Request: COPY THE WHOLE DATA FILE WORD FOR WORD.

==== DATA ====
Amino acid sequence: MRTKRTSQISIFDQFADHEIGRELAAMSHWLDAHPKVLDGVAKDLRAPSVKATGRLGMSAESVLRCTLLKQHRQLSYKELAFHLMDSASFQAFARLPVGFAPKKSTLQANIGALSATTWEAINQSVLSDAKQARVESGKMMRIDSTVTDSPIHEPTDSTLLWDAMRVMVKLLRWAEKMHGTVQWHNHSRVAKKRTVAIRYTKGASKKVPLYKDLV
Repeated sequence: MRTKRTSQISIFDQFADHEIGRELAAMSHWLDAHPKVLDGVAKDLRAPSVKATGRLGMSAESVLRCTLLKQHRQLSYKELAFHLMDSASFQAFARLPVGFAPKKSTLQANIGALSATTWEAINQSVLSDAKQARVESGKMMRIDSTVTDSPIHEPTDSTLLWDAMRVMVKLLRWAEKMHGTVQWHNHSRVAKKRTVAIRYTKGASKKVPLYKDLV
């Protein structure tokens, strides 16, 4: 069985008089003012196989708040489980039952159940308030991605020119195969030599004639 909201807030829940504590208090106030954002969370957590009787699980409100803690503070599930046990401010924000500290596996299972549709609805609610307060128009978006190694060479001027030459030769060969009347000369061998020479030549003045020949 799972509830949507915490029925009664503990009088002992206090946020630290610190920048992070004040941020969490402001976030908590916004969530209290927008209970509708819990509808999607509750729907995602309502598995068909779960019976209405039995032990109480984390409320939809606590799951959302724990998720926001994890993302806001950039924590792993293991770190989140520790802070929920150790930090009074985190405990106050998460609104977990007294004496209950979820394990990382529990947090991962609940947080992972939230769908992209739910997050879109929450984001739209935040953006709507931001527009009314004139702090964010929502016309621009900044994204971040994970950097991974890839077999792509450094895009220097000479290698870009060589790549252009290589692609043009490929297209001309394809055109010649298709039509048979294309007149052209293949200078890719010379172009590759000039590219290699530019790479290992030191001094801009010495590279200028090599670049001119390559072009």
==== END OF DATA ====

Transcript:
Amino acid sequence: MRTKRTSQISIFDQFADHEIGRELAAMSHWLDAHPKVLDGVAKDLRAPSVKATGRLGMSAESVLRCTLLKQHRQLSYKELAFHLMDSASFQAFARLPVGFAPKKSTLQANIGALSATTWEAINQSVLSDAKQARVESGKMMRIDSTVTDSPIHEPTDSTLLWDAMRVMVKLLRWAEKMHGTVQWHNHSRVAKKRTVAIRYTKGASKKVPLYKDLV
Repeated sequence: MRTKRTSQISIFDQFADHEIGRELAAMSHWLDAHPKVLDGVAKDLRAPSVKATGRLGMSAESVLRCTLLKQHRQLSYKELAFHLMDSASFQAFARLPVGFAPKKSTLQANIGALSATTWEAINQSVLSDAKQARVESGKMMRIDSTVTDSPIHEPTDSTLLWDAMRVMVKLLRWAEKMHGTVQWHNHSRVAKKRTVAIRYTKGASKKVPLYKDLV
């Protein structure tokens, strides 16, 4: 069985008089003012196989708040489980039952159940308030991605020119195969030599004639 909201807030829940504590208090106030954002969370957590009787699980409100803690503070599930046990401010924000500290596996299972549709609805609610307060128009978006190694060479001027030459030769060969009347000369061998020479030549003045020949 799972509830949507915490029925009664503990009088002992206090946020630290610190920048992070004040941020969490402001976030908590916004969530209290927008209970509708819990509808999607509750729907995602309502598995068909779960019976209405039995032990109480984390409320939809606590799951959302724990998720926001994890993302806001950039924590792993293991770190989140520790802070929920150790930090009074985190405990106050998460609104977990007294004496209950979820394990990382529990947090991962609940947080992972939230769908992209739910997050879109929450984001739209935040953006709507931001527009009314004139702090964010929502016309621009900044994204971040994970950097991974890839077999792509450094895009220097000479290698870009060589790549252009290589692609043009490929297209001309394809055109010649298709039509048979294309007149052209293949200078890719010379172009590759000039590219290699530019790479290992030191001094801009010495590279200028090599670049001119390559072009």